Based on the higher amount of intermetallic compound element W, it can be understood that the creep strength of the test specimens of the test specimens of Examples 4 and 5 are higher than that of the test specimens of Examples 2 and 3.

Additionally, based on the elements Co, it can be understood that the creep strength of the test specimens of Examples 6 and 7 are higher than that of the test specimens of Examples 2 and 3, and that the creep strength of the test specimens ofExamples 8 and 9 are higher than that of the test specimens of Examples 4 and 5.

FIG. 8 shows the creep rate vs. time curve obtained as a result of creep tests performed at 650.degree. C. and 70 MPa on test specimens according to Examples 10 to 12.

The test specimens according to Examples 10 to 12 contain Cr at a higher amount as compared with those according to Examples 1 to 9. Similar to the case of Examples 1 and 2, the results obtained in creep test for the test specimens of Examples10 and 11 show that the precipitation hardening attributed to the intermetallic compound increases with increasing amount of addition of Mo and W.

The test specimen according to Example 12 is obtained by adding Co to the test specimen of Example 11. By comparing the result of Example 12 with that of Example 11, it can be understood that the amount of intermetallic compound precipitateincreases with the addition of Co, and that the creep strength is thereby improved.

FIGS. 9 and 10 each show the texture of the test specimen of Example 12, each obtained just after annealing and 100 hours after the creep test.

Referring to FIGS. 9 and 10, the intermetallic compounds can be seen as black spots, and it can be understood that the intermetallic compound precipitates at a large amount.

FIG. 11 shows an X-ray diffractogram of an electrolytically extracted residue obtained from the test specimen subjected to creep test at 650.degree. C. and 70 MPa and by stopping the test after 1,000 hours. The formation of an intermetalliccompound, i.e., the Laves phase, is confirmed.

FIG. 12 shows the creep rate vs. time curve obtained as a result of creep tests performed at 650.degree. C. and 100 MPa an test specimens according to Examples 12 to 16.

By comparing Examples 12 and 13, it can be understood that the creep strength is decreased that by the excess amount of elements V and Nb. However, by comparing Example 13 and Examples 15 to 16, it can be understood that element W can increasethe creep strength.

FIG. 13 shows the creep rate vs. time curve obtained as a result of creep tests performed at 700.degree. C. and 70 MPa on test specimens according to Examples 1 to 3, and 8. It can be seen therefrom that the creep strength of the test specimenincreases in the order of Example 1, Example 2, Example 3, and Example 8.

The test specimens of Examples 1 to 3, and 8 all contain 15% by weight of Cr, and the test specimen of Example 2 contains the intermetallic compound elements Mo and W at a higher amount as compared with that of Example 1. The test specimen ofExample 3 contains the intermetallic compound element W at a higher amount as compared with the case of Example 2. Furthermore, the test specimen of Example 8 is obtained by adding Co, an element which increases the amount of precipitated intermetalliccompound, to the test specimen of Example 3.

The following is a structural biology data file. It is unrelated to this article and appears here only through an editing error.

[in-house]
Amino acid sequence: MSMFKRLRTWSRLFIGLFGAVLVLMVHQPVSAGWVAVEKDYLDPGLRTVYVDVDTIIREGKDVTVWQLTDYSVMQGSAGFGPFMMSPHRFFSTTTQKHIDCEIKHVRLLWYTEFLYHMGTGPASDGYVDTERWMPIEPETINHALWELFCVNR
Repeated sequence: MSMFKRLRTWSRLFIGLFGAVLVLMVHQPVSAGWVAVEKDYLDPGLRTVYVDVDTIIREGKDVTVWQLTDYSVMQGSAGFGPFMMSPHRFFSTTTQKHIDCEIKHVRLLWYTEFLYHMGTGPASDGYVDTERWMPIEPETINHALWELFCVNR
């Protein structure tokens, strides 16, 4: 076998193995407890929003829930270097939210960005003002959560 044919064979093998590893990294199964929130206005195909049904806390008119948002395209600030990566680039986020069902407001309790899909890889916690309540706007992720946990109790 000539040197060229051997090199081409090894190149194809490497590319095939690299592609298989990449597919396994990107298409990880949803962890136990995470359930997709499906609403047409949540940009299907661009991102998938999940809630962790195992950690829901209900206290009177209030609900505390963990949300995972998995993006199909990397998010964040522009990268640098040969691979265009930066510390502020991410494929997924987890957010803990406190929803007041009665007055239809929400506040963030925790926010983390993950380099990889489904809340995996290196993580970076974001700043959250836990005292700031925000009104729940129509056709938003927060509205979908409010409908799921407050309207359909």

From the above facts, it can be understood that the amount of precipitated intermetallic compound increases in the order of Example 1, Example 2, Example 3, and Example 8, and resulted in an increase in creep strength.

FIG. 14 shows the creep rate vs. time curve obtained as a result of creep tests performed at 700.degree. C. and 70 MPa on test specimens according to Examples 10 to 12, and 14. It can be seen therefrom that the creep strength of the testspecimen increases in the order of Example 10, Example 11, Example 12, and Example 14.

The test specimens of Examples 10 to 12, and 14 all contain 20% by weight of Cr, and the test specimen of Example 11 contains the intermetallic compound elements Mo and W at a higher amount as compared with that of Example 10. The test specimenof Example 12 is obtained by adding Co, an element which increases the amount of precipitated intermetallic compound, to the test specimen of Example 11. The test specimen of Example 14 contains the intermetallic compound element W at a higher amount ascompared with the case of Example 12.

It can be understood from the above facts that the amount of precipitated intermetallic compound increases in the order of Example 10, Example 11, Example 12, and Example 14, and that this resulted in an increase in creep strength in this order.

It should be understood that the invention according to the present application is not limited by the embodiments and the examples above, and various modifications can be made on chemical compositions, types of the intermetallic compound, processconditions, etc.

As described above, the invention according to the present application provides a high-Cr ferrite heat resistant steel having not only an excellent long-term creep strength at a high temperature exceeding 650.degree. C., but also an improvedoxidation resistance. By taking into consideration the distinguished properties, the high-Cr ferrite heat resistant steel of the present invention is suitable as a material of apparatuses for use under high temperature and high pressure, such asboilers, nuclear power plant installations, chemical industry apparatuses, etc., and the use thereof is believed to bring about an improvement in energy efficiency of power plants, an improvement in reaction efficiency of chemical industry apparatuses,etc.

While the invention has been described in detail by making reference to specific examples, it should be understood that various changes and modifications can be made without departing from the scope and the spirit of the present invention.